In addition to any talents the student brings with him to lessons, the acquired skills are where the power is in becoming a fine musician and in being one's best possible self at the piano. Acquired is disciplined into the player - drilled, retrieved, a set of thinking and habits in response to visual symbols and stimulai. Learned and acquired.

I also say this because of the aural learners posting here are not getting the signicance of my diagram nor are they able to use it. They probably just look at it, once over, and say "so what." Let me say: "So plenty!"

We need all learning styles in our ability levels to do a good job in reading and making music. To me, the aural and imitation approach are not the primary approach - they are adjuncts - often useful - but not primary.

Discipline is at the forefront in every way. A requirement.

Betty Patnude

Re: Reading for aurally gifted [Re: Betty Patnude] #1315085
11/30/09 12:59 PM
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Originally Posted by Betty Patnude
I think there is a possibility here that those who are more aural in their learning style tend to ignore the reading (visual) of the piece from the music staff.

I make it a point to teach visual, tactile and aural skills - acquired skills to all of my students. The less they have of any one learning style, it is my opinion that they need the missing part now more than ever. All are necessary and used in the study of music.

In addition to any talents the student brings with him to lessons, the acquired skills are where the power is in becoming a fine musician and in being one's best possible self at the piano. Acquired is disciplined into the player - drilled, retrieved, a set of thinking and habits in response to visual symbols and stimulai. Learned and acquired.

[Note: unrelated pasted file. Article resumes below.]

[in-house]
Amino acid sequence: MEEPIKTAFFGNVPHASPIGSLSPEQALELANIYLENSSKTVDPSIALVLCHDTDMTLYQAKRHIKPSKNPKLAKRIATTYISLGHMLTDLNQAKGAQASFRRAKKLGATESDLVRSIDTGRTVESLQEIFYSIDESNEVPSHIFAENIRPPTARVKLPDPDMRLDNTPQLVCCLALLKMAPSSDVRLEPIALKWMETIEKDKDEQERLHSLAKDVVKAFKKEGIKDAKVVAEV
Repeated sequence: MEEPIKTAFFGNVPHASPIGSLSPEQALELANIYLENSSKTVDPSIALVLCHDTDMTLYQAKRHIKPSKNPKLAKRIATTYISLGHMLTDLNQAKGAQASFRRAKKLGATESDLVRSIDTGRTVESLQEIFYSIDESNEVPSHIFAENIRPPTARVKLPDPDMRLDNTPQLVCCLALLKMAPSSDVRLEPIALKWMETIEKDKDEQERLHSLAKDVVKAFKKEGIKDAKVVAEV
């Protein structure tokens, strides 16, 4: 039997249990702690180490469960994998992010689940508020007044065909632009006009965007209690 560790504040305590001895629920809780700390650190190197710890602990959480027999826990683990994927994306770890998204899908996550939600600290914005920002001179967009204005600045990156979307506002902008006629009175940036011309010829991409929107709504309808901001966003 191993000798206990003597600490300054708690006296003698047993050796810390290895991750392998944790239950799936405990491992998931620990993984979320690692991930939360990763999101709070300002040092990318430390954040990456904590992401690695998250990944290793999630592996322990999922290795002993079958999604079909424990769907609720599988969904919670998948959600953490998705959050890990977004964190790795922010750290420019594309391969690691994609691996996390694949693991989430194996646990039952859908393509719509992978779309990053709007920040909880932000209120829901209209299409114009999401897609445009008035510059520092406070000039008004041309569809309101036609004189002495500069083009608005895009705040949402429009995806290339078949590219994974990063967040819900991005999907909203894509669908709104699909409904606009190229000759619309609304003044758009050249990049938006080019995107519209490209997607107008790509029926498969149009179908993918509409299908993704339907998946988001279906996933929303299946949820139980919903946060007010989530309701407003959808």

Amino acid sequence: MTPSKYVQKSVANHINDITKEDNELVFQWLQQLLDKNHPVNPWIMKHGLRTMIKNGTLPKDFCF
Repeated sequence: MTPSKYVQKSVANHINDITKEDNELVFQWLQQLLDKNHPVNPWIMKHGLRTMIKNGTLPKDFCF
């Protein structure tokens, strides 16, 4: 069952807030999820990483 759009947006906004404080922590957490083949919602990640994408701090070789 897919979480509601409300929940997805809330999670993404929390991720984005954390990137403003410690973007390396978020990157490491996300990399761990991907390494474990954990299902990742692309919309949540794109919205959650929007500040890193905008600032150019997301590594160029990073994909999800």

I also say this because of the aural learners posting here are not getting the signicance of my diagram nor are they able to use it. They probably just look at it, once over, and say "so what."
Not "So what" at all, but "This method doesn't involve reading music, and fibbing to a student that they are learning to read music is probably a mistake."

A student who "reads" in this false way will not be able to sing (or play other instruments) from a score, unless they start over again and actually learn to read music. Learning to read is IMO quite enough work even when you only have to do it once. Twice - no thanks. I fully understand the diagram, and it's extremely well done - but it's a hoax in the same way that hand-position method books are a hoax: real music doesn't go like that. Success at hand-position pieces and success at pretending the staff is a keyboard don't translate into real success, because when the student encounters real music they're forced to go back and re-learn everything properly anyway.

The desire for success is very strong, and that makes it attractive for us as teachers to be able to offer guaranteed success at SOMETHING. But if the success we're offering is in our own made-up discipline that's sort of like music but not quite, is that good for the students?


(I'm a piano teacher.)
Re: Reading for aurally gifted [Re: Betty Patnude] #1315120
11/30/09 01:46 PM
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Betty, how to teach, and what balance to bring toward strengths and weaknesses is probably not something that can be stated as one rule. Every teacher, yourself included, makes judgment calls continually regarding the student in the room. If you teach only to a person's strength, the weakness will get in the way. But if you ignore a person's nature and teach in a way foreign to them, it also doesn't work well. You yourself stress the need to know the student in front of you.

There is nothing wrong with your diagram. But surely that should not mean that addressing hearing is wrong? The fact that we aural people have looked toward hearing the score should not be something you are against - is it?